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Holiday Elf Houses

DIY Holiday Elf Houses

Over the holidays I was inspired to do some crafting, so I made some holiday elf houses from old plastic bottles. Here’s a closer look at the project.

How to Make DIY Holiday Elf House Decor

As you can see, I have only finished one of these – I want the second one to have more of a classic “gingerbread house” finish, and am waiting on some needed art supplies that have been hard to get during lockdown.

To make the elf house, I followed these steps:

  1. Cut the bottom off of an empty plastic bottle
  2. Use a scrubbing sponge or fine sand paper to lightly distress the entire surface of the bottle. This diffuses the light, making the windows glow softly. I also cut an oval plastic shape out of the top curve of the bottle where the gap would be hidden under the roof, in order to make the “eyebrow” window.
  3. Make a base out of cardboard. I cut a few rounds of cardboard slightly smaller than the interior diameter of the bottle, and then glued them to some pieces of cardboard larger than the interior diameter, so it sits securely in place when its on the base.

To finish the base, I used air dry clay to cover the “steps” and make the small “brick” wall. As you can see, I was deliberately making a “rustic” look, so I was happy to have gaps and irregularities.

4. Wrap the bottle in strips of cardboard to mimic siding. I drew the window and door placement on the bottle and left gaps around them in the cardboard. I suppose it would be just as easy to wrap the cardboard and then cut out the window and door shapes, provided you could do it gently enough to cut through the cardboard layer without cutting the plastic. I used wood glue to attach cardboard to the plastic, which isn’t the -most- secure bond, but it holds well enough for my purposes.

5. Finish the “siding” with small pieces of brown craft paper decoupaged over everything to conceal the corrugated edge of the cardboard. I then “weathered” the siding by mixing up some dark brown acrylic paint and then watering it down. I used a cloth to wipe the watered-down paint onto the siding, and then wiping it off again. This creates more depth and irregularity in the finish.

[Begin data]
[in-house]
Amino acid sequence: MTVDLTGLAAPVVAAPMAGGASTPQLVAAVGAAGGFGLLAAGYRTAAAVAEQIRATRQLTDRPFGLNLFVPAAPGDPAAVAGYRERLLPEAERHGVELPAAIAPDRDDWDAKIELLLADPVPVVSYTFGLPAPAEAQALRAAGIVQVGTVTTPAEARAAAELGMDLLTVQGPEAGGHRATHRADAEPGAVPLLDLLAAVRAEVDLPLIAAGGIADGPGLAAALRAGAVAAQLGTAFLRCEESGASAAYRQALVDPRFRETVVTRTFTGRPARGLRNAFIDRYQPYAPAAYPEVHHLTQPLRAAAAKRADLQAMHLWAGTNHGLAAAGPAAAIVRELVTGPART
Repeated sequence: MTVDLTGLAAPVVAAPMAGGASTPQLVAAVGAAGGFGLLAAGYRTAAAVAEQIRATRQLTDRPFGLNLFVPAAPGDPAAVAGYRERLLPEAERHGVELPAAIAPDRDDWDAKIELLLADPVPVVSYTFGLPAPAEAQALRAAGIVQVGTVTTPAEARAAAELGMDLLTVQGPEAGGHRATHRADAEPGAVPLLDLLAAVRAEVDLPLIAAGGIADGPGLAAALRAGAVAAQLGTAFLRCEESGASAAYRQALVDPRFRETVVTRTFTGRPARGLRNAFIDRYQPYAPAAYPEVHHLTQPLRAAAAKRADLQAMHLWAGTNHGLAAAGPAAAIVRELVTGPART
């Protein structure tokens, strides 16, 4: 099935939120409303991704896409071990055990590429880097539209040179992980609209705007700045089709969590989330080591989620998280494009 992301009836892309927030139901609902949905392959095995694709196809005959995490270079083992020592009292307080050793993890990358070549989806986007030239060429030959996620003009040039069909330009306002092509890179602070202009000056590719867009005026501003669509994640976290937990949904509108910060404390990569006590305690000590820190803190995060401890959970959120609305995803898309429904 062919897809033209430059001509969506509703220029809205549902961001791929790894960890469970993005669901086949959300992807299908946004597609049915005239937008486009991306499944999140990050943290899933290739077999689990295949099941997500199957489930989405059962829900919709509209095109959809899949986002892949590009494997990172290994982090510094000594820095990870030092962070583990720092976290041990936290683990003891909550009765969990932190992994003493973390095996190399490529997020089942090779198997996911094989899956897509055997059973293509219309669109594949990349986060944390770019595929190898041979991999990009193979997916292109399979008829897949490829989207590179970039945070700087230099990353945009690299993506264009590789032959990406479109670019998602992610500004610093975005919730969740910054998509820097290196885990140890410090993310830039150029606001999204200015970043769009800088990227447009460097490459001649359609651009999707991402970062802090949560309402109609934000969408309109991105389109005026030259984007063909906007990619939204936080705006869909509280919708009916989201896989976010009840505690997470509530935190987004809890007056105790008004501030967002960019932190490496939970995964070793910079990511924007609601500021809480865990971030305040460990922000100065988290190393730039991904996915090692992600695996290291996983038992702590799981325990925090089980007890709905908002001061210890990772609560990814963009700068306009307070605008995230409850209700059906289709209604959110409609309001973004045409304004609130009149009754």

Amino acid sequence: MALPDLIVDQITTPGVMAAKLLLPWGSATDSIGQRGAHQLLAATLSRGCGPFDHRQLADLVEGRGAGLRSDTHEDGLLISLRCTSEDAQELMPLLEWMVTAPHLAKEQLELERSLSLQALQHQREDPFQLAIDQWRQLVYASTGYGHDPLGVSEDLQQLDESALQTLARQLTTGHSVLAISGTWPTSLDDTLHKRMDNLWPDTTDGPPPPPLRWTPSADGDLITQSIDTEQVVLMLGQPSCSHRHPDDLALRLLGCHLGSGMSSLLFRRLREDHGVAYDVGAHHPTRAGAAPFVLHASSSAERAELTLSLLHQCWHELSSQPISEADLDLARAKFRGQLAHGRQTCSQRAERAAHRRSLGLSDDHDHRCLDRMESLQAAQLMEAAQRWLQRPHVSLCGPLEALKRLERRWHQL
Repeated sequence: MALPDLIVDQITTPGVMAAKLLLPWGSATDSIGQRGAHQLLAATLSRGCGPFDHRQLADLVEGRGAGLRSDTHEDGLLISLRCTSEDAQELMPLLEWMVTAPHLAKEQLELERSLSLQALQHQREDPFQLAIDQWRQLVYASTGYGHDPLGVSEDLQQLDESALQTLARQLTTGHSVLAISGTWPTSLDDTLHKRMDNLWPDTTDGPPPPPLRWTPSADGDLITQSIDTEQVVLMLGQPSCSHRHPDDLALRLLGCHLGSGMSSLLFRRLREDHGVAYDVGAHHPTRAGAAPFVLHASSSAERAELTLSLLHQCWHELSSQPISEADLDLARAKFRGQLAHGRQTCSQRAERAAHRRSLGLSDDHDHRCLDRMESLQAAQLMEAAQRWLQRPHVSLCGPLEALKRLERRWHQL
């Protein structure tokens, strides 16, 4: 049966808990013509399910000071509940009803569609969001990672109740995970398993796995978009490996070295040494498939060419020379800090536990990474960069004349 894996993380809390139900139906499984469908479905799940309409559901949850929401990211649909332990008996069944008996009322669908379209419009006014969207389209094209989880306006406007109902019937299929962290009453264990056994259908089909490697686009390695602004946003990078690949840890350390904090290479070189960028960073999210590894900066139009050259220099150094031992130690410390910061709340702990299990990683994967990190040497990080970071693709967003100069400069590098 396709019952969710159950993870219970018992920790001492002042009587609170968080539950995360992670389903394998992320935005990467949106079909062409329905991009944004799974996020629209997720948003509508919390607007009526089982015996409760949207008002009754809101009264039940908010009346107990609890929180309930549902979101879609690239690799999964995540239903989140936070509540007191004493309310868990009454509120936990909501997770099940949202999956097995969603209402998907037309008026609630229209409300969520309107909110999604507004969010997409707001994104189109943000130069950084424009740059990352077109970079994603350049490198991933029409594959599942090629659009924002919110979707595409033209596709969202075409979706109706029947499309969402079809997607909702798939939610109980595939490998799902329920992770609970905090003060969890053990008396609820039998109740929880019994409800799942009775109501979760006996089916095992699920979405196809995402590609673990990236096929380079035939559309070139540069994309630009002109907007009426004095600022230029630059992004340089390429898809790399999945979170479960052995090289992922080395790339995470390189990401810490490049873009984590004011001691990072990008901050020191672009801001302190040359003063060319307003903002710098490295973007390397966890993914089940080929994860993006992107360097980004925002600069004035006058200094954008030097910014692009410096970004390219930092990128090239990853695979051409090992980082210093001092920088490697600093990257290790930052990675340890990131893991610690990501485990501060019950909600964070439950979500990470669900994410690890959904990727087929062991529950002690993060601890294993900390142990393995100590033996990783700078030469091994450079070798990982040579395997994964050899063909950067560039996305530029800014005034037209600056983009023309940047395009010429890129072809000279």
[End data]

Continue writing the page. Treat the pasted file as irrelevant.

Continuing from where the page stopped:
I mixed air-dry clay with black paint, and rolled thin little strips of it to surround the windows and door frame. I then used a different mix of black air-dry clay with water, and used a plastic bag with the corner snipped off to “pipe” black leading lines onto the windows. As you can see, my mix was too loose, and the lines spread more than I wanted, so they are messier than intended.

6. I made the roof with cardboard triangles with red paper glued to them. It may be hard to see, but I weathered the red of the roof and door with the same watered-down brown paint technique, so they wouldn’t look so vibrant and new.

7. Add details. I made a small mailbox out of paper and glue, a little tree, a little wreath for the door (I don’t love how that came out), and the crooked little chimney pipe.

8. Add “snow”. My snow is basically white paint with cornstarch. Once again, I “piped” it into place by putting it in a plastic bag and snipping off the corner. As you can see, my snow cracked as it dried; you can make DIY decor snow out of things like epsom salts, but it doesn’t last. I’ll need to find a better, lasting solution for fake snow.

You can see in this image how an electric tealight makes a mellow little glow from inside the windows. Obviously the effect is more dramatic at night.

In the daytime, I can see all the little flaws in this project and things I need to do better next time. But at night, it looks SUPER CUTE and cheerful. All in all, it probably took about 20 hours to complete, but it cost practically nothing – it’s just an old bottle and scraps of paper and cardboard. I had the beads and the gold metallic thread from some other previous projects.

I really like this project, and have high hopes for the unfinished “gingerbread” elf house. I also like the idea of building a little holiday elf/fairy house; it brings a little element of childhood magic into my Christmas decor. This also seems like it would be a good project to do with kids, since it’s easy enough to re-imagine a plastic bottle as a little fairy home by covering it in paper or cardboard. Making it into a luminary is the final touch.

I hope everyone had a happy, healthy, relaxing holiday season, and I look forward to all the fun things we can make together in 2021!

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